Who Would You Want Ministering To You?

Under the Weather low-resCan we stop for a shared moment of brutal honesty here?

Online friends have several times mentioned feeling ignored and disconnected, even shuffled aside by their families, their friends, and especially their churches.

The reason? Chronic or severe illness, or just being a little under the weather.

They aren’t perfectly well, so… no one sees them as valuable. No one cares that they’re hurting.

It’s always someone else’s job to spend time with them or minister to their needs–unfortunately–that someone never comes!

In several worst case scenarios I’m aware of, the perfectly healthy and able people who are doing the neglecting are angry and spiteful because the person who is ill isn’t meeting THEIR needs!

I’m sure you’re quite properly shocked… I DO hope you aren’t one of those selfish people!

I know just how my friends are feeling!

Not to complain, but as a matter of honesty: I struggle with those feelings too.

I’ve been dealing with chronic illness for a while now. It’s difficult to get to church. Sitting through a service is a real test of my health and my will.

I don’t have a church family, despite attempts to reach out and find one that will take an interest in being there for me. The worse my situation becomes, the less likely I’ll be able to interest a church in connecting with me, either!

If I couldn’t figure out how to interest a church in reaching out and caring about us when I still had something to offer, when my daughter was active and involved in volunteering for the AWANA program, why would I expect any of them to care now?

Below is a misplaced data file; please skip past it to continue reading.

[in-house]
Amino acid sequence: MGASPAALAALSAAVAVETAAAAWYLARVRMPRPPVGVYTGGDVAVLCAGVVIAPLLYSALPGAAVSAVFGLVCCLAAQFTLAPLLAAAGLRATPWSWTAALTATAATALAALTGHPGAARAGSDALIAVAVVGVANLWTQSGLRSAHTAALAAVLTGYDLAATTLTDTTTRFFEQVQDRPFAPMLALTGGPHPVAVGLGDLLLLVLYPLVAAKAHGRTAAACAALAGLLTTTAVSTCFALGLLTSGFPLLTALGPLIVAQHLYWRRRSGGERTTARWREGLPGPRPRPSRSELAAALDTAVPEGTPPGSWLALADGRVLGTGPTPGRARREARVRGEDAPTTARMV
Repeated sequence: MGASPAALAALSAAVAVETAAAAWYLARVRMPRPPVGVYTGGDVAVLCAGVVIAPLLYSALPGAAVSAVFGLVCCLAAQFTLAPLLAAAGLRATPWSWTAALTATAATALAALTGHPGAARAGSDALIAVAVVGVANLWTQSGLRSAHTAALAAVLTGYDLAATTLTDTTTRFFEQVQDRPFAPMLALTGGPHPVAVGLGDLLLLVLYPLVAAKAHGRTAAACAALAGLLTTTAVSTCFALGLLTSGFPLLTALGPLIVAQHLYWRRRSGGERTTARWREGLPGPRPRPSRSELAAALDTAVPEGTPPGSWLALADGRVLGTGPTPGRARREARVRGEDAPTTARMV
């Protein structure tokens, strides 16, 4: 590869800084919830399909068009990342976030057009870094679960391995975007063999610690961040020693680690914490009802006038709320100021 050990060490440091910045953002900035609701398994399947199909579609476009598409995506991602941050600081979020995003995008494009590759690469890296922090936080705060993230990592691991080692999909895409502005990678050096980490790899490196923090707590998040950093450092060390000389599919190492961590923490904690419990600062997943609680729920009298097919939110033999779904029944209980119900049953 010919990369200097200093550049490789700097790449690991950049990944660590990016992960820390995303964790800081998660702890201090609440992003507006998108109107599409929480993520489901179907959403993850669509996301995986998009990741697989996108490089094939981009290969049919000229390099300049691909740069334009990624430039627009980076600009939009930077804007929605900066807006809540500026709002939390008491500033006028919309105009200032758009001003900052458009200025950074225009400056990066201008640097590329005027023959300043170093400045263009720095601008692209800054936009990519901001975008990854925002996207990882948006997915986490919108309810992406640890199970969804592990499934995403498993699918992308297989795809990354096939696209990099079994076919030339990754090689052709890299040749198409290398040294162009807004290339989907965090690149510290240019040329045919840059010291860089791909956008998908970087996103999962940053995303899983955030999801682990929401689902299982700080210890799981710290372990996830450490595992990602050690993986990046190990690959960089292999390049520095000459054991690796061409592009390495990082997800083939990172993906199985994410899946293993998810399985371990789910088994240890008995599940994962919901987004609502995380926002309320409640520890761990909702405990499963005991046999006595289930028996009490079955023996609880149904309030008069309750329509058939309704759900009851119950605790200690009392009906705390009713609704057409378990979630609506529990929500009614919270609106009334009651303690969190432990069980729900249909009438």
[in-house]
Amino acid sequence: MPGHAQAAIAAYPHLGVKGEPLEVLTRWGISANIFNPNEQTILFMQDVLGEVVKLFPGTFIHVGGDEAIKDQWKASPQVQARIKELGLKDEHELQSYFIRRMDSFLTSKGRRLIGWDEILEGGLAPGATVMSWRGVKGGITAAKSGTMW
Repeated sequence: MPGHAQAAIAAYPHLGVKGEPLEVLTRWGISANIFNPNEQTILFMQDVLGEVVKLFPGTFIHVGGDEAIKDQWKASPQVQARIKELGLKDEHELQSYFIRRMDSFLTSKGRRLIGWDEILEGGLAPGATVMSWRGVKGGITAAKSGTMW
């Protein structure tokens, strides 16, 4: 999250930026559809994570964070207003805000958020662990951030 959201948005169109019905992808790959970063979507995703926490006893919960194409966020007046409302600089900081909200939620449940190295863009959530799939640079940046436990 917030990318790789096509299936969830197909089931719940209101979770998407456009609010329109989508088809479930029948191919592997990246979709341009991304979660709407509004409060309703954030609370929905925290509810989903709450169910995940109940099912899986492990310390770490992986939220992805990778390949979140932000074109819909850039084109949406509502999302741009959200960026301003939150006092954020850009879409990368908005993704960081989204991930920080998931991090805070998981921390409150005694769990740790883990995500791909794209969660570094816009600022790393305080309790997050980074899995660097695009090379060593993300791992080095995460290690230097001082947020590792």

(the sad and unfortunate answer is: I don’t. Not anymore. They’ve totally disillusioned me)

I barely have any friends despite efforts to reach out and make them too.

If someone suddenly took an interest in actually visiting me, I might faint from the shock! And well… yes, the frantic dashing around to tidy up a little! (but it would be oh-so-nice to know someone cared enough to drop by! I think I’d eventually revive!)

If I didn’t have my parents and daughter to socialize with, most weeks would go by without interacting face to face with anyone who genuinely cares about me!

My one local friend is pretty much in the same boat as me: struggling with health issues and family issues that are bigger than she is. As challenging as both our situations are, at least we have had each other to commiserate with, but now she’s moving away.

I wonder how she’s going to survive where she’s moving; how I’m going to survive at this end?

Our society has gotten so disconnected! Whose fault is that?

We used to know, as Christians, that we are supposed to visit the sick and minister to them. I did my own share of this when I was younger and in better health. I won’t say I was great at it, but at least I tried.

Now, it seems like no one is all that interested in trying.

We used to know that Christ commanded us to “rejoice with those who rejoice and mourn with those who mourn”. Whatever happened to that?

Do you honestly believe, those of you who are healthy and well now, that you will stay healthy and well forever?